What is art therapy?

Art therapy is a mental health profession in which individuals work with a highly trained and qualified art therapist who supports them in active art-marking and the creative process to enrich their lives and support their emotional health.

Art therapy supports personal goals and the development of healthy relationships. Art therapy is used to cultivate self-esteem and self-awareness, increase emotional resilience and coping skills, enhance insight, improve social skills, and reduce and resolve conflicts, among other things.

How does art therapy work?

Art therapy engages the mind, body, and spirit. The physical, emotional, and symbolic experience of creating art invites other ways of understanding and expressing ourselves and our world, beyond the limitations of words. Using art to express ourselves amplifies our voices and empowers our transformation.

Each art therapy session is unique and tailored to your personal needs and goals. Sessions may include open art-making, directed art activities focusing on a particular issue, and talking. We work together each week to determine what is most supportive and appropriate for you at that time. Keeping your long-term goals in mind, we make mindful choices of how to best support those goals in each session.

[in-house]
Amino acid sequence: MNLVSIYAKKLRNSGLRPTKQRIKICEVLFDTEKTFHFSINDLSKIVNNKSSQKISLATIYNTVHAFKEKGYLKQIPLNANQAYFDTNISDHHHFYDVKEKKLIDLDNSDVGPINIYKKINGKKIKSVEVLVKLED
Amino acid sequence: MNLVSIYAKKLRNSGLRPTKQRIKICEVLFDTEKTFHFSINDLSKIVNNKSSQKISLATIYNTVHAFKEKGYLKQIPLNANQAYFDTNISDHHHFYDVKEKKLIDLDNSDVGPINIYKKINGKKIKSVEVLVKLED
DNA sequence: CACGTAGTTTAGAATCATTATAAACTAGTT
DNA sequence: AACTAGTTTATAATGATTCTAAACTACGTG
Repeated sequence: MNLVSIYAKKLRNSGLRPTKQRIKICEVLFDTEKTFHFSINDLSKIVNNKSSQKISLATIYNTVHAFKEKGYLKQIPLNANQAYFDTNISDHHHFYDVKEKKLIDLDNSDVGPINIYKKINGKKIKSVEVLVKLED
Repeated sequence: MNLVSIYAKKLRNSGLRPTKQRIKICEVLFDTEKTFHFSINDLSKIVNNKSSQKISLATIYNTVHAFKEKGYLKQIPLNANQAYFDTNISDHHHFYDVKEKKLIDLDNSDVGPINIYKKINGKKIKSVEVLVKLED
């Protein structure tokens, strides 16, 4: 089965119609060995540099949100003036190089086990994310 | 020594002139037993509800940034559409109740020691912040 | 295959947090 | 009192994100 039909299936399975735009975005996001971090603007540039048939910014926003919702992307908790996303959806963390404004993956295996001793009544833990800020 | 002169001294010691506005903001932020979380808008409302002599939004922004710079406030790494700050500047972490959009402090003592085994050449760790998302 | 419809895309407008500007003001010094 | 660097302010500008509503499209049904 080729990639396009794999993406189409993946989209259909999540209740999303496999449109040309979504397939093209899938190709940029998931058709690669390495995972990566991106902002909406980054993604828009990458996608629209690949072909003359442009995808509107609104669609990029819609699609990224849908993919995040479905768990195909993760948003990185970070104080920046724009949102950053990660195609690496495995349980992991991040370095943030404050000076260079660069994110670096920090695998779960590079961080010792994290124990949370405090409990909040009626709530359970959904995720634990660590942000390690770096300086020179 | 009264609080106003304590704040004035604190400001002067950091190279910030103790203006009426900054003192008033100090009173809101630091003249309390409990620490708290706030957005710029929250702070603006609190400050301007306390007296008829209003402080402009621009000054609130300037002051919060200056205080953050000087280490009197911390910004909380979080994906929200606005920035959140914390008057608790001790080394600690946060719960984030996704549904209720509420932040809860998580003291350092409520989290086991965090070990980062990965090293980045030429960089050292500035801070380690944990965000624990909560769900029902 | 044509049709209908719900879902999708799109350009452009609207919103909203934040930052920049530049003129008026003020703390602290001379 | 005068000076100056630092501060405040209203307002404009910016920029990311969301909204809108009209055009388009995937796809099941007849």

What can I expect to happen in a session?

What training do art therapists have?

Art therapists are master-level clinicians who extensively trained in psychological theory, trauma, and art materials theory and practice. We are guided by high ethical standards and our education prepares us for work with diverse populations in a variety of settings. We work with individuals seeking support with medical and mental health challenges as well as those seeking emotional, creative, and spiritual growth. I am a Board Certified Art Therapist, meaning I have achieved the highest level of certification available as an art therapist.

Art therapy can only be practiced by an individual who possesses
the required training, certification, and/or state licensure.

You can read more about art therapists here.